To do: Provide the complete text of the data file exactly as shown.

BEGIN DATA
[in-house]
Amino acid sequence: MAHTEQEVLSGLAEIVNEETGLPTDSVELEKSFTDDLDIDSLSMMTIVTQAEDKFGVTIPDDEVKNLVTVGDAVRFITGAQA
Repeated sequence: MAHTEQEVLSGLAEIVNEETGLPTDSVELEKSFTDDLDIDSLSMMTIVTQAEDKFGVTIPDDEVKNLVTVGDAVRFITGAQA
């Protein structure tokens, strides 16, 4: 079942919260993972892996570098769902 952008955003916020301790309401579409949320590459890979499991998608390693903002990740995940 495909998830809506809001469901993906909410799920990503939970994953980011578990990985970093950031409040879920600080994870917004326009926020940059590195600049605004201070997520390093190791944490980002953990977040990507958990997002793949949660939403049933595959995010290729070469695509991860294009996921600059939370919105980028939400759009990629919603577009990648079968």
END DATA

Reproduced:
[in-house]
Amino acid sequence: MAHTEQEVLSGLAEIVNEETGLPTDSVELEKSFTDDLDIDSLSMMTIVTQAEDKFGVTIPDDEVKNLVTVGDAVRFITGAQA
Repeated sequence: MAHTEQEVLSGLAEIVNEETGLPTDSVELEKSFTDDLDIDSLSMMTIVTQAEDKFGVTIPDDEVKNLVTVGDAVRFITGAQA
């Protein structure tokens, strides 16, 4: 079942919260993972892996570098769902 952008955003916020301790309401579409949320590459890979499991998608390693903002990740995940 495909998830809506809001469901993906909410799920990503939970994953980011578990990985970093950031409040879920600080994870917004326009926020940059590195600049605004201070997520390093190791944490980002953990977040990507958990997002793949949660939403049933595959995010290729070469695509991860294009996921600059939370919105980028939400759009990629919603577009990648079968």